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A Seller’s Market: What The Increase In Home Prices Means For You

Jean Chatzky  |  February 25, 2021

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This Week In Your Wallet: Where The Market Is Booming

I’m pretty convinced it was the bread. Well, maybe the market – and the complete and utter lack of supply. But the bread definitely helped.

After a COVID delay of about a year, we put our house on the market on Friday. Within an hour we had four showings scheduled. Then six. Then nine. We cleared out on Saturday for a three-hour window to run errands and otherwise kill time. No more details for now – I promise to share them with you later – because I was raised by a superstitious mother who had an uber-superstitions father and I don’t want to give it a kinehora. (Look it up.)  

Much of the real estate market is zooming. Home prices in November rose 9.5% according to the Case Schiller index, with Phoenix, San Diego and Seattle leading the way as CNBC reported.   Low mortgage rates and very slim housing inventory are helping, but as Zillow reports, that’s not the only thing. The pandemic has put some wind behind Millennials who are now in their thirtysomething home buying years. They would be doing this eventually, but have launched their searches earlier. And the ability to work remotely on a continuing basis has enabled them to expand their search radius. All in all, writes Zillow’s Jeff Tucker, “homes that sold this December were on the market for just 17 days at the median, compared to about 42 or 43 days in December of 2018 and 2019. Early data from January suggests this trend continued into the New Year.”  

Hint for buyers: If you have some flexibility, here’s how to base your purchase on your zodiac sign.) 

Hint for sellers: Just in case you’re looking for some insurance, I present this Sourdough Cinnamon-Raisin Swirl. I fed the starter on Friday afternoon, made the dough Friday evening and baked it Saturday before the first lookers arrived.  And then – because, as I said, I didn’t want to jinx anything – I repeated the whole process for Sunday. Even if you’re not in the market to buy or sell a home, if you’ve found yourself spending more money on your home, your surroundings, or things to do at home, then you’re in good company…

Things People Are Doing Because They Are Bored 

Ennui is one of those great words. Like unctuous. Where the ratio of vowels to consonants is a little out of whack, but in a good way. According to The New York Times reporter Sydney Ember, we are suffering from “a collective sense of ennui” in this country – in other words, boredom, weariness, restlessness, dissatisfaction.  As she notes, it is showing up in our financial behaviors.  Not just sales of flour and sourdough starter, but Scotts Miracle-Gro sales were up 30% last year.  Paint maker Sherwin-Williams had record sales in the fourth quarter. The business of building miniatures – think beyond dollhouses to miniature coffee shops, cars, boats and libraries, has exploded.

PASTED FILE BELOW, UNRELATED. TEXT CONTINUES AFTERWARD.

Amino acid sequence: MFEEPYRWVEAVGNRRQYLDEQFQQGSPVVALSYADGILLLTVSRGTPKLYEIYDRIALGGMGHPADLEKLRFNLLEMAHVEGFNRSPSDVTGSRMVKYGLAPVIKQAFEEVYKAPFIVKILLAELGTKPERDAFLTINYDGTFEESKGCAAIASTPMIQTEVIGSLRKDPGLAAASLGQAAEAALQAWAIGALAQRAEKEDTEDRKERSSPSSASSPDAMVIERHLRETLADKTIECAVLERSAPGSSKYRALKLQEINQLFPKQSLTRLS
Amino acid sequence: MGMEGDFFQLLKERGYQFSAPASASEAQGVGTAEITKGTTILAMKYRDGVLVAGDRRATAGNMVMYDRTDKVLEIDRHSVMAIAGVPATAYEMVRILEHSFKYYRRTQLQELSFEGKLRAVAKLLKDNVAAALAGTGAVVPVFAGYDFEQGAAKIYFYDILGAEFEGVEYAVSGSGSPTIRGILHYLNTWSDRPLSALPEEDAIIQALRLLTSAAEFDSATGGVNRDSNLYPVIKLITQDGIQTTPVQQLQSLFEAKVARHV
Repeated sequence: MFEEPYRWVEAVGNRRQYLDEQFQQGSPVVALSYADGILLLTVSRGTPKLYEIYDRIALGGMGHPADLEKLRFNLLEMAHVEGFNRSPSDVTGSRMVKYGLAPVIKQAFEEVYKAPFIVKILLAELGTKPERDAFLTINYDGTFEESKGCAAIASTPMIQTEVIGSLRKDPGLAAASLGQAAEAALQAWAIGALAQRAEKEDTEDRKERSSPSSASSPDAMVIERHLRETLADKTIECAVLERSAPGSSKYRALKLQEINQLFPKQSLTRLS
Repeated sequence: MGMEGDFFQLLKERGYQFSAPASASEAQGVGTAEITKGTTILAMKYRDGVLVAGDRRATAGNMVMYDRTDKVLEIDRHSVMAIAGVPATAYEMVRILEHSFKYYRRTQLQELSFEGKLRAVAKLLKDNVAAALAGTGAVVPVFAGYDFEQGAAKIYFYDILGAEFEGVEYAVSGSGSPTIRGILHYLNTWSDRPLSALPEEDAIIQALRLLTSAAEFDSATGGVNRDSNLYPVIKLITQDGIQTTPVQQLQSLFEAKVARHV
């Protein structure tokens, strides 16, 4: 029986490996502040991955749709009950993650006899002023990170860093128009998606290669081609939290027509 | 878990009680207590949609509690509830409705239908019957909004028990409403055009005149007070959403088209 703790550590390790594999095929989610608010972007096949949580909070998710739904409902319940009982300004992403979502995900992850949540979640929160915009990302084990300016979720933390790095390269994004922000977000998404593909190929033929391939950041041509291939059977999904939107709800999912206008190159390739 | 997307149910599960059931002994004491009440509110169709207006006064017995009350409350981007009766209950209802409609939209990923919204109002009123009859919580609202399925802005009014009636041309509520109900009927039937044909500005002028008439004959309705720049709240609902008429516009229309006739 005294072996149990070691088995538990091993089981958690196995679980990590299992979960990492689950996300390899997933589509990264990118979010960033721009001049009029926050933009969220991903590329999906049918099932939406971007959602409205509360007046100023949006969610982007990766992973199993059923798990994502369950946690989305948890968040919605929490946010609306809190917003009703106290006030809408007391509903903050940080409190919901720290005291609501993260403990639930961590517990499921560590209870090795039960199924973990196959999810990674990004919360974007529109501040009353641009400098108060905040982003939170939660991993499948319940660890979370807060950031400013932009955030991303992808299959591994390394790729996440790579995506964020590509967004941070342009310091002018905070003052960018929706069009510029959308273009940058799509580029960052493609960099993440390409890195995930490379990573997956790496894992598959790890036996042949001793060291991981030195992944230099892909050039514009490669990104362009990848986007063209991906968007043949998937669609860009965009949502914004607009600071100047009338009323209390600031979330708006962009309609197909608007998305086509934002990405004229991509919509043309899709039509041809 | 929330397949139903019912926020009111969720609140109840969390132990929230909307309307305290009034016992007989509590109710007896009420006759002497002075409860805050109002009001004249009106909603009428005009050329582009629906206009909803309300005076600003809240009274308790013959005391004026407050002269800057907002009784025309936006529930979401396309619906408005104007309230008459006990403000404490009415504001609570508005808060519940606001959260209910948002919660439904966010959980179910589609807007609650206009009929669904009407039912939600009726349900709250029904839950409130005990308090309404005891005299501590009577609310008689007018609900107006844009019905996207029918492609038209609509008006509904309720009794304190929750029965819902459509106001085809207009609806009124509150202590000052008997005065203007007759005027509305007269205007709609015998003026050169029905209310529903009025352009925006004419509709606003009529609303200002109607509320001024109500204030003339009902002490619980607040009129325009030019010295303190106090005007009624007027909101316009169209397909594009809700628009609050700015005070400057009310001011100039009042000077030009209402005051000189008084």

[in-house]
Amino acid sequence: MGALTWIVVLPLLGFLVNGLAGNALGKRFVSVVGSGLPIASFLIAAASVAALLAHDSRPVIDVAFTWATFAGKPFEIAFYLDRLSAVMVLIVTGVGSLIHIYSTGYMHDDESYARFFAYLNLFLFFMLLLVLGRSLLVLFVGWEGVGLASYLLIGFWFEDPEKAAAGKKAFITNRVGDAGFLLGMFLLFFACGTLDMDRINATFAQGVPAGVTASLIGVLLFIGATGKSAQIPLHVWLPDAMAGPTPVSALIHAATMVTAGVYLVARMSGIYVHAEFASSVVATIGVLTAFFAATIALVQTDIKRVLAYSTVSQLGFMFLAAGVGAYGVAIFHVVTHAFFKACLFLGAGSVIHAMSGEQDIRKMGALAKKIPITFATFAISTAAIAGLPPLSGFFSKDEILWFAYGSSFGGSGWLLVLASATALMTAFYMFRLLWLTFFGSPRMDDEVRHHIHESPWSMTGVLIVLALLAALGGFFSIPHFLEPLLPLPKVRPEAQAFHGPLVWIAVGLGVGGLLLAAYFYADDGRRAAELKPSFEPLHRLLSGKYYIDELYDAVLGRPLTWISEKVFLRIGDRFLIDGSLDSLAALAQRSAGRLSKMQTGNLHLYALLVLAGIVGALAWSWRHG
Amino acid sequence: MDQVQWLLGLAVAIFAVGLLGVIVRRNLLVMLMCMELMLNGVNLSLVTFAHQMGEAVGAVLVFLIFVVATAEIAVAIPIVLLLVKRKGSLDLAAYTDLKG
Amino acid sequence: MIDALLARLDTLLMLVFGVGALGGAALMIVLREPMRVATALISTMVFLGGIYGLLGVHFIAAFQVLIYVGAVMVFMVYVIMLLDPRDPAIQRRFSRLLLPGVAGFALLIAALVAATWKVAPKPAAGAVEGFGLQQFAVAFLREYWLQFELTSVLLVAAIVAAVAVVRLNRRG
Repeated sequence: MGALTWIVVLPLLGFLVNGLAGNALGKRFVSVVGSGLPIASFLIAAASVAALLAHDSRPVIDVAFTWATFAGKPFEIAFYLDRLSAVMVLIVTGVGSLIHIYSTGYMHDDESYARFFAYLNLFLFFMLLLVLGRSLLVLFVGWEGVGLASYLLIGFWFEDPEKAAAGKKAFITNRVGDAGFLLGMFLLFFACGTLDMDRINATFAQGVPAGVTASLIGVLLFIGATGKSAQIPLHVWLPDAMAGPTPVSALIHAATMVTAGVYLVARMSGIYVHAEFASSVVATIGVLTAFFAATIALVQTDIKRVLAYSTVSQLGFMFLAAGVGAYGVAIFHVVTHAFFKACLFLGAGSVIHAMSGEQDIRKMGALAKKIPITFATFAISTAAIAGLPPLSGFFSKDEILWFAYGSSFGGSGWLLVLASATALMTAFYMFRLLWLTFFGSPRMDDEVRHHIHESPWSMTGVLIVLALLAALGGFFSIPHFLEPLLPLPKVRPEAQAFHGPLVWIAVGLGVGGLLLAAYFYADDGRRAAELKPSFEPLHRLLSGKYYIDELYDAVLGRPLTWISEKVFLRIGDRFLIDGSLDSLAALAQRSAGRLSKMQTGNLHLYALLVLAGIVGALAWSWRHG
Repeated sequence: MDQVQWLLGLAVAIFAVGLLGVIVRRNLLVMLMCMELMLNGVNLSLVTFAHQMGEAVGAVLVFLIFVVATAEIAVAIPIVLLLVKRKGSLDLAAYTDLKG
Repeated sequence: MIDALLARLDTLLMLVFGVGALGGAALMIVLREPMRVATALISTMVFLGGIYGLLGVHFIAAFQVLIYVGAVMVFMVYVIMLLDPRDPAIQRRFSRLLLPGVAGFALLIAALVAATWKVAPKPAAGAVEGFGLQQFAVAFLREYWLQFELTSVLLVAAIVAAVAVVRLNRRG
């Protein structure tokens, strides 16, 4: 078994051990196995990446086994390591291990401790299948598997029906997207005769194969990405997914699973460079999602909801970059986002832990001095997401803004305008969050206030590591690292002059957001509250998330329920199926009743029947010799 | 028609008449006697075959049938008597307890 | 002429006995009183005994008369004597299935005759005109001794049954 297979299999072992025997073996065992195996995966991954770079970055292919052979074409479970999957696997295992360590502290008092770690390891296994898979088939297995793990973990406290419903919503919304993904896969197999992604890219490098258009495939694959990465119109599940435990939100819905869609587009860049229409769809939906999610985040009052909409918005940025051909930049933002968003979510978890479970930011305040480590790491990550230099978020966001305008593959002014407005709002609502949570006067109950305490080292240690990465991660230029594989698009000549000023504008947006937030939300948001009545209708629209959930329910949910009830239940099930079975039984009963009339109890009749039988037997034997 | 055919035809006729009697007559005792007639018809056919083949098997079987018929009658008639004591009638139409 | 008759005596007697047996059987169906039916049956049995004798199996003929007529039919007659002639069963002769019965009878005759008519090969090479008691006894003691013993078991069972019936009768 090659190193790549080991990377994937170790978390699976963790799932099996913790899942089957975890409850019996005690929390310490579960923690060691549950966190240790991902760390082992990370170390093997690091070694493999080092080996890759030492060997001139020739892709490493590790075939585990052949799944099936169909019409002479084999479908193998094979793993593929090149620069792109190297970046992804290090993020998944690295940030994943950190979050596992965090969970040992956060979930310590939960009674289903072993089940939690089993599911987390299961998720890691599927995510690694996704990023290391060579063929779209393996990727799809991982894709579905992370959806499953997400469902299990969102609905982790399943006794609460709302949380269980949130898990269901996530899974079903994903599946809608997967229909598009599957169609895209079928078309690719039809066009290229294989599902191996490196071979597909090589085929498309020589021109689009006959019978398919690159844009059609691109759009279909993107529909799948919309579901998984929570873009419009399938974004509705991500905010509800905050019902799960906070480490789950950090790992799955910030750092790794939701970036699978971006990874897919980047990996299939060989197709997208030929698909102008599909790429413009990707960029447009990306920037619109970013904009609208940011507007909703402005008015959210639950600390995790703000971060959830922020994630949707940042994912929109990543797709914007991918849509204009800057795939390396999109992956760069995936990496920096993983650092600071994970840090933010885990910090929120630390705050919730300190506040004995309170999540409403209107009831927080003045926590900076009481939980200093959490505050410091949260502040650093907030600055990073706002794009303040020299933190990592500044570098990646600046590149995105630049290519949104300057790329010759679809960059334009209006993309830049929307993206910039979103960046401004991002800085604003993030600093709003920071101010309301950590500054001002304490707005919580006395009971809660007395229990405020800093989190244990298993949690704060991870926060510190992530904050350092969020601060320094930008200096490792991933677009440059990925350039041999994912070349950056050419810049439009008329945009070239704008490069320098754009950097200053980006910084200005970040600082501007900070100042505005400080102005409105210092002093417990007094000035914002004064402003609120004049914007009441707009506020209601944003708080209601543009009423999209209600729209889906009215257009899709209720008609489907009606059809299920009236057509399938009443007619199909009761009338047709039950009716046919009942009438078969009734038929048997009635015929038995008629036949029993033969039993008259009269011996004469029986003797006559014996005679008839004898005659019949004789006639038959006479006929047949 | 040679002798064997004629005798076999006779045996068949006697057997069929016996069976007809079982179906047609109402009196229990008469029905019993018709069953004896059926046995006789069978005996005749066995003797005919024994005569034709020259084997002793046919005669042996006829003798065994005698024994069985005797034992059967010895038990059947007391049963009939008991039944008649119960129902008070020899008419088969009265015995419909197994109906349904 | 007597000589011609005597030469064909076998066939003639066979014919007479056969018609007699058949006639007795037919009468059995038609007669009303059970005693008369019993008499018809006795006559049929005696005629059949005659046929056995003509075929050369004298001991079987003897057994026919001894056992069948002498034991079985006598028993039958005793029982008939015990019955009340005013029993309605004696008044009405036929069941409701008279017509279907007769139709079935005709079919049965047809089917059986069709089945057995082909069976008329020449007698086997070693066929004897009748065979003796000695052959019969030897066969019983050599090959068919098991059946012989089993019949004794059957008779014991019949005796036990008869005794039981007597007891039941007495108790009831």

Our boredom is even, as Ember writes, at least somewhat to blame for the GameStop craziness that was the subject of a hearing in the House Financial Services Committee last week. Some of the people who got caught up in it did so because of a lack of other exciting things to occupy their time.

The Risks We Take When We Don’t Know We Are Taking Them

My hope is that most of the GameStop players understood the risk they were taking. I know it’s been documented that some did not, but in the land of individual stocks and the options into which many were dipping, they should have known better. As Bloomberg’s Matt Levine – who writes a subscription newsletter called Money Stuff that you can get even if you don’t subscribe to Bloomberg – points out, the same cannot be said of Texans who opted to buy their electricity through a company called Griddy Energy at variable wholesale prices because they thought it would save them money. Did they understand that a) if the wholesale prices shot sky high, those prices would be passed along to them, or b) how stratospheric those prices could actually go? I doubt it. In fact, I’m sure they didn’t. (Levine notes prices went from $20 per megawatt hour to $9,000 – and no, I didn’t add an extra zero or two there.) Upcoming later this week, a hearing in the Texas House about what happened, why it happened and what happens next.  Here’s hoping relief for those consumers is on the agenda. Meanwhile, just a reminder to always (always) read the fine print, and ask questions if you don’t quite get what it’s saying.

And A Bucket Of Cold Water

Finally, here is a powerful reminder about how centuries of inequities in our history have created a wealth racial gap that each crisis – most recently the pandemic – opens right back up again. It makes all financial goals more difficult, but retirement particularly so. The story reminded me of this Facebook Live conversation I had with the wonderful Michelle Singletary where she talks about all the things she and her husband do to lift up their nieces and nephews and other family members, one person at a time. 

Have a great week,


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